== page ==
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Implementation Completion Report (ICR) Review - Fourth Highway Sector Project

1. Project Data:   
Project ID:
Project Name:
Fourth Highway Sector Project
Highways, Transportation
L/C Number:
Partners Involved:
Japan Grant Fund
Prepared By:
Binyam Reja, OEDST
Reviewed By:
John Johnson
Group Manager:
Gregory Ingram
Date Posted:

2. Project Objectives, Financing, Costs, and Components:

The project, supported by a loan of US$ 177.5 million equivalent, was approved on March 19, 1992, and made effective on July 23, 1992. The loan was closed on June 30, 1998 after a six-month extension. US$ 18.9 million equivalent was canceled.

The main objectives of the project are to improve the efficiency and safety of Thailand's road sub-sector and mitigate adverse environmental impacts by :

    • supporting the preparation and implementation of an economically justified program of investments for national and provincial road network;
    • assisting the implementation and coordination of actions to substantially reduce environmental degradation and vehicular accidents; and
    • promoting improved policies to enhance the operational efficiency of road transport and road use.
To achieve these objectives, the project had the following components:
    1. civil works for rehabilitation, upgrading to paved standard, and safety and capacity improvements of national and provincial roads and bridges included in the investment program of the Department of Highways' Seventh Highway Plan (1992-1996),
    2. technical assistance to DOH for the design of a long-term investment and financing strategy and associated institutional development; and
    3. equipment, technical assistance, studies and training to assist MOTC and other concerned agencies in coordinating and implementing key components of Three Action Plans to improve traffic safety, reduce vehicle-related air and noise pollution, and improve the efficiency of the road transport industry.

Project Costs and Financing: Appraisal Estimate: US$ 258 million; Actual: US$ 212.5 . IBRD: Appraisal Estimate: US$ 177.5 M, Actual: US$ 158.57.

Co-Financing: Japan Grant Fund: US$ 0.8 million; Government: US$ 79.7

3. Achievement of Relevant Objectives:

The project achieved its civil works component. Eleven contracts for rehabilitation and betterment and ten contracts for upgrading were successfully completed within the project time frame and delivered good quality works. The overall economic rate of return is estimated at 30.5% at completion versus the minimum threshold requirement of 12% percent established for financing of sub-projects under the project. The three Action Plans to reduce vehicle-related externalities, improve traffic safety and enhance transport efficiency were implemented with varying degrees of success.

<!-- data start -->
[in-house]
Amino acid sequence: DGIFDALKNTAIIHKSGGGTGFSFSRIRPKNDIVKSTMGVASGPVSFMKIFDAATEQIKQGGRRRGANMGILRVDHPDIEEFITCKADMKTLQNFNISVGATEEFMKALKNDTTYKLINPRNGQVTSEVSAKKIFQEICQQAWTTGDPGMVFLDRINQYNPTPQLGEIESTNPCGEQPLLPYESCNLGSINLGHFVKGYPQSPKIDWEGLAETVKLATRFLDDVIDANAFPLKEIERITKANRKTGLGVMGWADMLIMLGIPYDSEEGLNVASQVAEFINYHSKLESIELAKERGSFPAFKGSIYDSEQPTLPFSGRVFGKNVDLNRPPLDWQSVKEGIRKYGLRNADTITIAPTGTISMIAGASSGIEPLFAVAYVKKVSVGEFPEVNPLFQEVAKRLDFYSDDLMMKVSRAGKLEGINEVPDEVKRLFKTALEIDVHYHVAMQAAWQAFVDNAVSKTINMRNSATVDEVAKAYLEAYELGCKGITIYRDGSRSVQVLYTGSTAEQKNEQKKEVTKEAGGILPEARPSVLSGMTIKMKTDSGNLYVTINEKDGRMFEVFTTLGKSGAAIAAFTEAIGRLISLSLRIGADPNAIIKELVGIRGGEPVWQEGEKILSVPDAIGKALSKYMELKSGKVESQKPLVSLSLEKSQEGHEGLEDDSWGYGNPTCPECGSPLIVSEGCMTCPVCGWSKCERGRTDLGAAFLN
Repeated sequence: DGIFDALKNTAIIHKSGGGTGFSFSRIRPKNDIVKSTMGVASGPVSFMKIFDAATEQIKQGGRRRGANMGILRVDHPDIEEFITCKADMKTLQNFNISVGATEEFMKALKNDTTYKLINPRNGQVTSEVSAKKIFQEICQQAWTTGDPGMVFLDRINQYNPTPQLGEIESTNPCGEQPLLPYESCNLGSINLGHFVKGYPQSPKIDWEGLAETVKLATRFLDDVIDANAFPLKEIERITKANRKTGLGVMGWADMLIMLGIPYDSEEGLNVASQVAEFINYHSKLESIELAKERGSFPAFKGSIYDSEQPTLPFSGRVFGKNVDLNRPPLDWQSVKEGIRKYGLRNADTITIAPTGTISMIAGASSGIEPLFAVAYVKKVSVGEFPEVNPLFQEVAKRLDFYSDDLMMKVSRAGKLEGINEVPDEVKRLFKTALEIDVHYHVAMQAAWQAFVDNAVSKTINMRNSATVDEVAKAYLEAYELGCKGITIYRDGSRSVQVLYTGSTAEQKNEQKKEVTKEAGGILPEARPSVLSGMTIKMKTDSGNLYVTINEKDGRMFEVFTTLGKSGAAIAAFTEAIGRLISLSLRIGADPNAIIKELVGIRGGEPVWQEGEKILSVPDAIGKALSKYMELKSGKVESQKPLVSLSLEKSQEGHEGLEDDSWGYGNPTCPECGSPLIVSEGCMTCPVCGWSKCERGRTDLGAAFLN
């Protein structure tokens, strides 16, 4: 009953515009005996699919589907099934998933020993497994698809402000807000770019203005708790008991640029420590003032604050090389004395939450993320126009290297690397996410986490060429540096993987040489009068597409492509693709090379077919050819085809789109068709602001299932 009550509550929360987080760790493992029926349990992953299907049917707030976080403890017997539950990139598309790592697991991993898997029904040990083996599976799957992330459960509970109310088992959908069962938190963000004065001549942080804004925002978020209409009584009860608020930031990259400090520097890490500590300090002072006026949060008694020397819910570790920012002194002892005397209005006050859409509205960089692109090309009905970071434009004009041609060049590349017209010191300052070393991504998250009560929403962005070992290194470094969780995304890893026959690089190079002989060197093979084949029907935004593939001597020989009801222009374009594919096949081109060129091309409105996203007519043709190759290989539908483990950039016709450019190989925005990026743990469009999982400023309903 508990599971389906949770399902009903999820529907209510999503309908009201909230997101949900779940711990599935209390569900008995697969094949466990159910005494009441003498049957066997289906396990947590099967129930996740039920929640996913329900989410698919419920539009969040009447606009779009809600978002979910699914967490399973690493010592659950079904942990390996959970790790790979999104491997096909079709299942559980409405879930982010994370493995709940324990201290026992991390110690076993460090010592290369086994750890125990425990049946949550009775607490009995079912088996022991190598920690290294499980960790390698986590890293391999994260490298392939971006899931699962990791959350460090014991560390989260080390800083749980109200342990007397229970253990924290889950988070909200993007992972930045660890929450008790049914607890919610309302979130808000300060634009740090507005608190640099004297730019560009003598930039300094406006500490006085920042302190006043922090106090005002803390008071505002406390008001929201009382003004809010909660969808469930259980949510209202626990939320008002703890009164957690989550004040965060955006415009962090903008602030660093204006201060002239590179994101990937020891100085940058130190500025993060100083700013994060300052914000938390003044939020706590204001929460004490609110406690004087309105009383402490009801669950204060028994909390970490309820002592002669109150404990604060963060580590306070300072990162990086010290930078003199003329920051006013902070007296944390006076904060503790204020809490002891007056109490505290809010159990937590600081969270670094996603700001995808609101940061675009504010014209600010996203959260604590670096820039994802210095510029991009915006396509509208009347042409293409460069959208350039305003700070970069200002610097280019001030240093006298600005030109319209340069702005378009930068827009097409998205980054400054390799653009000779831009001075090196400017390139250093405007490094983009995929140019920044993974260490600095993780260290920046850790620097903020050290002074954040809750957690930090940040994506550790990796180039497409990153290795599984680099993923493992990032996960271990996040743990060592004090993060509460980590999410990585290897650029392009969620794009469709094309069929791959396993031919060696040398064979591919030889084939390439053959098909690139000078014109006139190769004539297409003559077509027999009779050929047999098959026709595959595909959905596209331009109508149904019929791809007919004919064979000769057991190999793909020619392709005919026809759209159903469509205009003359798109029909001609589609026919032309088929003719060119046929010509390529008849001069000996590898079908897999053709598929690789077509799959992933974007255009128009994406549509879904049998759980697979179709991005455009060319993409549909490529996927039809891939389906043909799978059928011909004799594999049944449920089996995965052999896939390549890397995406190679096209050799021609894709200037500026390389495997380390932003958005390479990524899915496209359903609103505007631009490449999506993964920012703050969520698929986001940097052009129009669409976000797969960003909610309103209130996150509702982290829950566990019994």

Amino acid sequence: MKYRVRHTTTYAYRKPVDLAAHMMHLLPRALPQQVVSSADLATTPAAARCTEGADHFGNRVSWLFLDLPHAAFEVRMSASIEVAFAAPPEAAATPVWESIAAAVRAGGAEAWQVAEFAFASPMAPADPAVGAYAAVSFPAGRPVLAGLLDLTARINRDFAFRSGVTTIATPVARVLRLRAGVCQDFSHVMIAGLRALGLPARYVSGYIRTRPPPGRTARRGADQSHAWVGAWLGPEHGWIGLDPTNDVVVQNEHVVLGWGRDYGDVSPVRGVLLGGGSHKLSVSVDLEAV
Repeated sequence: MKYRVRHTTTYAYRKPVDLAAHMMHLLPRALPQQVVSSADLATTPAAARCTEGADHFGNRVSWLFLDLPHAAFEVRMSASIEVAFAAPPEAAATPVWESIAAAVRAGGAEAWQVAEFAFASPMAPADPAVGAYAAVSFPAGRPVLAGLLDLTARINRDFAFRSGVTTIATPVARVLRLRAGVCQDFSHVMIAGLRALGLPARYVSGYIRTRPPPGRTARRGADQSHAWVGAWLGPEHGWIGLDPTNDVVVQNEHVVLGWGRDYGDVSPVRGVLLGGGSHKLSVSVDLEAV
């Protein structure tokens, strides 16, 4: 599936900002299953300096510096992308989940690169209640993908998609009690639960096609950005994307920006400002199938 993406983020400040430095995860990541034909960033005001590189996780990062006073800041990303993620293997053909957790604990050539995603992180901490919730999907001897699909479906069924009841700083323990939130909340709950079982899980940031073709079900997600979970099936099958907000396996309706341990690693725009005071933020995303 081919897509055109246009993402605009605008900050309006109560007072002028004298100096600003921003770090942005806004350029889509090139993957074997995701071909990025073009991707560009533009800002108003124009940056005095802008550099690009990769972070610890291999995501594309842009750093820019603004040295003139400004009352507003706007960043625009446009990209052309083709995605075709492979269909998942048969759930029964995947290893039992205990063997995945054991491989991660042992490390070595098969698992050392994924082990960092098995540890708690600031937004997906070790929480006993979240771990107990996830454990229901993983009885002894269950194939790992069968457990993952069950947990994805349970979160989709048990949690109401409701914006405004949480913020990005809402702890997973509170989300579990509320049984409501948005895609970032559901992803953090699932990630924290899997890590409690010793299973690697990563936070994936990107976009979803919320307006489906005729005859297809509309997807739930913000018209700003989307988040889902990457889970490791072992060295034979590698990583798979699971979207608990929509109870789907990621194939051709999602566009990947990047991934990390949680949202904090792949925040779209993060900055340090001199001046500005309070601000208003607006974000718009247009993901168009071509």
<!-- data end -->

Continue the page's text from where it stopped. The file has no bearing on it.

4. Significant Outcomes/Impacts:

The Action Plan to reduce air and noise pollution was successfully implemented: Leaded gasoline was phased out, fuel and lubricant quality were improved; engine standards were established and standards for emissions were upgraded. The road safety Action Plan produced a Master Plan and the first two pilots projects are being implemented.

5. Significant Shortcomings (include non-compliance with safeguard features):

The Action Plan to improve road transport efficiency was not achieved. Actions aimed at strengthening the regulation of the trucking and busing industries were not implemented.

6. Ratings:ICROED ReviewReason for Disagreement/Comments
Institutional Dev.:
Bank Performance:
Borrower Perf.:
Quality of ICR:

7. Lessons of Broad Applicablity:

The key lesson from this project is that the Action Plan concept is a useful instrument to develop an integrated intervention to address cross-sectoral issues, but its implementation is marred by the conflict of interest among different agencies and groups. Traditional implementation strategies are not adequate to solve the collective action dilemma among the different agencies; there is a need to develop an innovative implementation strategy to dampen the collection action dilemma and enhance the effectiveness of Action Plans.

8. Audit Recommended?  No

          Why?  To assess the effect of financial crisis on the sustainability and quality of lending in the transport sector; to draw broadly applicable lessons from the experience of the air pollution and traffic safety interventions; and to assess the cost and financing aspects of the project.

9. Comments on Quality of ICR:

The ICR is satisfactory. It makes a good assessment of the project's implementation experience and results, and identifies useful lessons.

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